GM’s-in-the-crapper Snippets

Before we get to how much trouble GM are in, there was a great report on Bloomberg News about the effect the current situation with Saab is having on life in Trollhattan.

Mona-Britt Olsson says she knows who to blame for the panic gripping Saab Automobile’s hometown of Trollhaettan in southern Sweden: Industry Minister Maud Olofsson.
“Maud Olofsson is not very popular here these days,” said Olsson, 67, who worked for Saab for 30 years before retiring. “She probably shouldn’t walk alone here at night.”
Olsson and the 45,000 inhabitants of the industrial town on Sweden’s western coast are in attack mode after Saab, Trollhaettan’s biggest employer, filed for bankruptcy protection on Feb. 20. Their rage is split between parent General Motors Corp. and the government for their refusal to give aid, risking thousands of jobs and the survival of a Swedish engineering icon.

It really is well worth a read.
I love this little city. I have fantastic, idyllic memories of my time there and the people I met during that glorious week back in 2007. This is a place that can’t be left high and dry.
Now, to the crapper.
GM just released their 2008 financial results and as someone mentioned in comments earlier today, they really do appear to be collapsing under their own weight. Let’s hope that’s not the case as we need them to stay alive to allow Saab to reorganise.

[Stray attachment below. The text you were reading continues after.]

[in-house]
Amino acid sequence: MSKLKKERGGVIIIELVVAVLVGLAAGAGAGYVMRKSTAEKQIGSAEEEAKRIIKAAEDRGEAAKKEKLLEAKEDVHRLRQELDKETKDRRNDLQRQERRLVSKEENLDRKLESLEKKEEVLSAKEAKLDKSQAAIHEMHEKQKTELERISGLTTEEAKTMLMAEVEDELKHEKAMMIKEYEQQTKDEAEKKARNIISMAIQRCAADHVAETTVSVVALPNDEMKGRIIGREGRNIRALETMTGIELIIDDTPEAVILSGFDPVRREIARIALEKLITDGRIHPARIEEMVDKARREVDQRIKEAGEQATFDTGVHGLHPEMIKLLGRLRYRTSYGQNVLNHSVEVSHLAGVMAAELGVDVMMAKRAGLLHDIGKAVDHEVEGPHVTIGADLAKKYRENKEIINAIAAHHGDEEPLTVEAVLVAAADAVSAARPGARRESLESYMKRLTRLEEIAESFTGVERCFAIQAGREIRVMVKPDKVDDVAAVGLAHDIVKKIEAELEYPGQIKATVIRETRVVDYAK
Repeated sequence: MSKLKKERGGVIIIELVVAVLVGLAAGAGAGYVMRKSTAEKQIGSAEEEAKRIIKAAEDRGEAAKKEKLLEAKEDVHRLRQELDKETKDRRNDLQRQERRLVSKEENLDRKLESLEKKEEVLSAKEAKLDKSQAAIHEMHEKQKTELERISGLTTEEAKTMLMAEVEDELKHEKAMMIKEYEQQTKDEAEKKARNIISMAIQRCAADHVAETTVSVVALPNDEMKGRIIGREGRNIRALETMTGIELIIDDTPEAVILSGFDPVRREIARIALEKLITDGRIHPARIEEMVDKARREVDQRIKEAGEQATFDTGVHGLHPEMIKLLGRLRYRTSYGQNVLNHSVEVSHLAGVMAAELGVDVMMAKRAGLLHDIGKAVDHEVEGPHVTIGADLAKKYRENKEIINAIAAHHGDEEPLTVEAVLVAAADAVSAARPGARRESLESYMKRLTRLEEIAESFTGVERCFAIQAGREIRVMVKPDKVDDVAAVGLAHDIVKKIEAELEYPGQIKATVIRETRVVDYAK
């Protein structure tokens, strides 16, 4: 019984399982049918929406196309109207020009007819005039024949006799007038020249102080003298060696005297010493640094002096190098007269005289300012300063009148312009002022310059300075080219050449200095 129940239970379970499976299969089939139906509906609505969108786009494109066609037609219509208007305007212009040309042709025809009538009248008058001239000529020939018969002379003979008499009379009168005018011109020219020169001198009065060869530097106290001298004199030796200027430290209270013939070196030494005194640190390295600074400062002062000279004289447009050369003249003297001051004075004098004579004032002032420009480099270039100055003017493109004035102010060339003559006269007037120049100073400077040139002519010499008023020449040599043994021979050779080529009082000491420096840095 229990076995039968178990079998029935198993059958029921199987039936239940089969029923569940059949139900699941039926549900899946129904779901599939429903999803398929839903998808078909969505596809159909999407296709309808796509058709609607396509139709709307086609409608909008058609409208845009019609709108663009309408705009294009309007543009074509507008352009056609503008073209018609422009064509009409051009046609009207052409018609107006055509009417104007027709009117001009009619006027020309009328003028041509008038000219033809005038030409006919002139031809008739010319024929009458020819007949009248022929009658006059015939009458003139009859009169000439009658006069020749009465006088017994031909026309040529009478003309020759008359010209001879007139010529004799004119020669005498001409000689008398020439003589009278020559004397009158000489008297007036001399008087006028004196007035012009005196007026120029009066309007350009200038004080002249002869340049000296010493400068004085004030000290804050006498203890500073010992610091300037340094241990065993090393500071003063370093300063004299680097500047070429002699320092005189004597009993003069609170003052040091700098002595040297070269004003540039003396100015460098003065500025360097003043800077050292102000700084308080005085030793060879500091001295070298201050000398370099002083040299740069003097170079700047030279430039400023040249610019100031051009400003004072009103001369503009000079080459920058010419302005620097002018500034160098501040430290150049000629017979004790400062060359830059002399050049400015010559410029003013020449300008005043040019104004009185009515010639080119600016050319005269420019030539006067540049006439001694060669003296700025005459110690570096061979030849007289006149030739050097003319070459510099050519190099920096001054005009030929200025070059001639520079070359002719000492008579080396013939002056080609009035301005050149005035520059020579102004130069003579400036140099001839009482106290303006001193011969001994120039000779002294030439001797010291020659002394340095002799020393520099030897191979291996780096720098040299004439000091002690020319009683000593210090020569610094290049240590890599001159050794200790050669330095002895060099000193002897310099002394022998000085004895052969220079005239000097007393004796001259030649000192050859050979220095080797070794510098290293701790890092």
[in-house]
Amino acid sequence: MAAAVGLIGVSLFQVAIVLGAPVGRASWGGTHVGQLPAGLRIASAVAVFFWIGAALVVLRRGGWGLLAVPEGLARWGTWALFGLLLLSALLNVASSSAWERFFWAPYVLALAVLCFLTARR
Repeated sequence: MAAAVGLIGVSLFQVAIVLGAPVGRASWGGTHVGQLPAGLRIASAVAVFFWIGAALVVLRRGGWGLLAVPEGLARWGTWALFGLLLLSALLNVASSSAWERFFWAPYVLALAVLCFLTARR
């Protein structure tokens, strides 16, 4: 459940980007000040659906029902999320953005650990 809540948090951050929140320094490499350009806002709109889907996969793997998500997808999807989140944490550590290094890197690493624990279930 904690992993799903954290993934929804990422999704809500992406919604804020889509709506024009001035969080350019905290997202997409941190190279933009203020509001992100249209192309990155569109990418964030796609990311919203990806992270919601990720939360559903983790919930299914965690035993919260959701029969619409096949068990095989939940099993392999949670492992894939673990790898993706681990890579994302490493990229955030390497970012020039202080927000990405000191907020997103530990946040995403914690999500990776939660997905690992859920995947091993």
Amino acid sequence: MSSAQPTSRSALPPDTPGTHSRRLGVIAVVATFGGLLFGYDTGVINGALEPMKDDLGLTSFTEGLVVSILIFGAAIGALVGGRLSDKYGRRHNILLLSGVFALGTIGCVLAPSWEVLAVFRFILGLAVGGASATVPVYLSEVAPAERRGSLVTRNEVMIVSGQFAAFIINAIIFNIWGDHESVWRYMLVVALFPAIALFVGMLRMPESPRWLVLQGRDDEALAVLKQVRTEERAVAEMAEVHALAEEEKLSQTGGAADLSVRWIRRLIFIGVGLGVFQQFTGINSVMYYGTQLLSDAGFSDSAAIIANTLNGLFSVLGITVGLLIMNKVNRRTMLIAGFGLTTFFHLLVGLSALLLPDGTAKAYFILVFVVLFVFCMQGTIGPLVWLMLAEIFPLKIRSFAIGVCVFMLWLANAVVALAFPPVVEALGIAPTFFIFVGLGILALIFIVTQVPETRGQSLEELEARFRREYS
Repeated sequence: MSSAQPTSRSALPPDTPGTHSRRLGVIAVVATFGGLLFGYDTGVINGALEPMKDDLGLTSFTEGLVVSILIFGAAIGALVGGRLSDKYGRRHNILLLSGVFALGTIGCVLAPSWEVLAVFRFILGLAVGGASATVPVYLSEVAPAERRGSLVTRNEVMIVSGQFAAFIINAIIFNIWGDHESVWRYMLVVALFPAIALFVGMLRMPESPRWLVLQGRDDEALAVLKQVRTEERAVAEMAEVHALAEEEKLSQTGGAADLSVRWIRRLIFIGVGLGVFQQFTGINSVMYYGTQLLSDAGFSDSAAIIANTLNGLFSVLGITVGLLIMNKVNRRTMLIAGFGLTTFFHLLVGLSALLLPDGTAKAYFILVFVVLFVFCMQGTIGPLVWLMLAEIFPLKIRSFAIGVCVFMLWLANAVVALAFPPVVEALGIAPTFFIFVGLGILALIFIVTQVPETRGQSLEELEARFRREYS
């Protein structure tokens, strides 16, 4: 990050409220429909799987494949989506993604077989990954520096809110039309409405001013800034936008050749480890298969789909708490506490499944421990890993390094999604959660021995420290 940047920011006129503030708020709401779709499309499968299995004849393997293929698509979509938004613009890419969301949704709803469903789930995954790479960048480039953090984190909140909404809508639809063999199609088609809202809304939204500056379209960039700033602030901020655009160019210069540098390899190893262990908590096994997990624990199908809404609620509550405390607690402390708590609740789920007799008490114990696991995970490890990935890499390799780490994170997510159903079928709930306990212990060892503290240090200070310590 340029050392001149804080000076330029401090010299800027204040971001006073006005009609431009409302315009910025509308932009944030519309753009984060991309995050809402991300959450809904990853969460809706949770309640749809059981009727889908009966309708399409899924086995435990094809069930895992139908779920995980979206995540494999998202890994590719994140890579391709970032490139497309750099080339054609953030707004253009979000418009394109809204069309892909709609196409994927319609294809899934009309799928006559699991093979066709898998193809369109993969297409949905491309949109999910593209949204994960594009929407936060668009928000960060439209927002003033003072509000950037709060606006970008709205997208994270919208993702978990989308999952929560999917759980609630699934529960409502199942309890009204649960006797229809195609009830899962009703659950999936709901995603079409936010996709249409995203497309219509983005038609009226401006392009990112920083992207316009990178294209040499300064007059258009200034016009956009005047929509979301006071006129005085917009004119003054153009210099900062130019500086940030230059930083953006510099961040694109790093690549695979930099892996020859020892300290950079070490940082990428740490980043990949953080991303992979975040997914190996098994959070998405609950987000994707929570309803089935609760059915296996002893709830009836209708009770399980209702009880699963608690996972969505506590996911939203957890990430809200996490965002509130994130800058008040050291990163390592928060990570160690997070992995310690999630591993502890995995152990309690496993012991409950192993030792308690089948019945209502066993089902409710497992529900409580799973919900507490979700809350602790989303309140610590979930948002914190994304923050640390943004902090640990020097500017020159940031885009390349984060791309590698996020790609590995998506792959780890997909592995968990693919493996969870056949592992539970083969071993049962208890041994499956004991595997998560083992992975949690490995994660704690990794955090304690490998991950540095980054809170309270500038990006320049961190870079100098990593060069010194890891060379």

For the 2008 calendar year, GM reported an adjusted net loss, excluding special items, of $16.8 billion, or $29.00 per diluted share. This compares to an adjusted net loss of $279 million, or $0.49 per diluted share in 2007. The 2008 results were driven by the impact of the U.S. recession and subsequent global contagion. Including special items, the company reported a loss of $30.9 billion, or $53.32 per diluted share

GM stock is currently trading at $2.55 a share.
To add to that little bit of misery, GM are facing massive protests in Germany today.

“Workers of GM Europe are sending one message today: Opel must not die and will not die,” Berthold Huber, chairman of the IG Metall labor union, told protestors at division headquarters in the Frankfurt suburb of Ruesselsheim, a rally he said had attracted 15,000 demonstrators.

And meanwhile, EU Ministers are taking a leaf out of Maud Olofsson’s book:

Verheugen said the commission intended to protect GM’s European subsidiaries, adding, “We do not believe that you can solve the overcapacity problem by throwing the weakest people off the sledge.”
But he also stressed that any aid to Opel would have to be accompanied by thorough restructuring plans, placing the blame for the situation squarely on GM.

The EU have stated that they will take legal action against any government that unfairly props up it’s car industry. I’m not sure how they can do that outside the EU, but apparently they think they can.